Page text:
The Upcoming School Year May Bring More Than Books

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August is upon us and a new year of school is about to start. Young people are bouncing, bubbly, and chattering with excitement. School brings old friends, new friends, old routines, new adventures and learning experiences. Most of those learning experiences are good ones, but it’s what a child learns that parents don’t know about that can be life-threatening.

August is upon us and a new year of school is about to start. Young people are bouncing, bubbly, and chattering with excitement. School brings old friends, new friends, old routines, new adventures and learning experiences. Most of those learning experiences are good ones, but it’s what a child learns that parents don’t know about that can be life-threatening.

As the new school year starts a student will be reviewing information previously studied while learning new terms, and some of the terms that you may hear (from children of all ages) during this school year are: addiction, AIDS, dependence, drugs, trafficking, narcotics, prevention, treatment and tolerance, to list only a few. Although you may be surprised, students of any age need to know these terms and have a full understanding of exactly what they mean and the effects of what they refer to.

Another subject that will certainly make an appearance in schools this year is prescription and/or over-the-counter drugs. Children often confuse the fact that these substances are legal with the assumption that it is safe to abuse them. According to the U.S. Drug Enforcement Administration, a relatively high rate of prescription painkiller abuse is occurring among eighth, tenth, and twelfth graders. Pharmaceutical drugs are available throughout most of the country and their abuse is at incredibly high levels. Much of this easy availability is due to the ever-increasing number of rogue Internet pharmacies and neighborhood “pill mills.” At either location, a person can obtain prescription drugs with little or no resistance.

Simple, honest communication of the facts to children who will most certainly encounter drugs as some point in their lives is the most effective prevention measure a parent can take. These measures must start at an early age and must start at home. Parents who rely solely on drug education in schools are doing their children a disservice. A parent who imparts understandable information regarding the dangers of drugs and alcohol to their children at an early age will reap the rewards later in life when their children choose to abstain from use because they are fully informed. Scare tactics can do more harm than good and can cause a child to become curious rather than aware.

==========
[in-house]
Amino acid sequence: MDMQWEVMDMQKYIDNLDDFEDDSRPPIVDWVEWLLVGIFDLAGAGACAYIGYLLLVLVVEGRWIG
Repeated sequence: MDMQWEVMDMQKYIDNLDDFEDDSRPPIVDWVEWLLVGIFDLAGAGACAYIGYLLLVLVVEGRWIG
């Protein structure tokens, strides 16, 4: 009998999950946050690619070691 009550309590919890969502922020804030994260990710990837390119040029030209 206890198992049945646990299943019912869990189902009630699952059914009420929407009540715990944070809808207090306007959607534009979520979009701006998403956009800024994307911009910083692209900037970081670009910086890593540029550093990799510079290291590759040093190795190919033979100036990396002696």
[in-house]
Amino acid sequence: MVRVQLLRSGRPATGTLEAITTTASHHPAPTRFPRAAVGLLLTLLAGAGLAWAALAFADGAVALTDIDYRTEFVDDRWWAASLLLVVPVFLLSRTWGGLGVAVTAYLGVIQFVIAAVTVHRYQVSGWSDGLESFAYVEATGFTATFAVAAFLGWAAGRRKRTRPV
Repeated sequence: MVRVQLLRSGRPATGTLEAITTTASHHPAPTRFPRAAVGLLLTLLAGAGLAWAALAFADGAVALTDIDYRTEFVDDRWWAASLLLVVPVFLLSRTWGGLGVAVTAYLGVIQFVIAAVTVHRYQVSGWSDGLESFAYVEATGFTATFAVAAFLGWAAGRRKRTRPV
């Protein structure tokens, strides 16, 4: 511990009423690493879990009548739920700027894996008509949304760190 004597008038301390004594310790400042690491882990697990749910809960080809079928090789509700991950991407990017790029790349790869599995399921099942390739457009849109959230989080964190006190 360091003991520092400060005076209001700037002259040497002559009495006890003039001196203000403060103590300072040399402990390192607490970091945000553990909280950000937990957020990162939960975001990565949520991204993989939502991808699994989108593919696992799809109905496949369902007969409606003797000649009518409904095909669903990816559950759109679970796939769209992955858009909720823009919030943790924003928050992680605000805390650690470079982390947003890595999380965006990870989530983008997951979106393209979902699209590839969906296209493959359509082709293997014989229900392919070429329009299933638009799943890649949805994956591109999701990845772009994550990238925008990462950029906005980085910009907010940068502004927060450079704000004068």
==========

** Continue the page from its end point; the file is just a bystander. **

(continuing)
Mind-altering, painkilling and amphetamine-based prescription drugs, as well as illicit street drugs, are swallowing up a society that was once considered safe. According to data obtained from the National Survey on Drug Use and Health in a 2004 study, 6.1% of individuals aged 12 and older had engaged in the non-medical use of psychotherapeutics, a figure second only to the use of marijuana (10.6%) and much higher than the use of cocaine (2.4%), methamphetamine (0.6%), or heroin (0.2%). Non-medical use of prescription painkillers is relatively high among teenagers and includes a considerable increase in the abuse of OxyContin among twelfth graders, which has been the cause of many deaths of young people.

Narconon Arrowhead reminds parents that returning to school can be adventurous for kids and is also a time when many kids become exposed to drugs for the first time. Take the time to speak to your children about drug and alcohol abuse and help make a better society for us all.

For more information or help, contact Narconon Arrowhead today at 1-800-468-6933 or visit http://www.stopaddiction.com. Free downloadable drug information is also available at http://www.narconon-drug-education.com. Act now before it’s too late.

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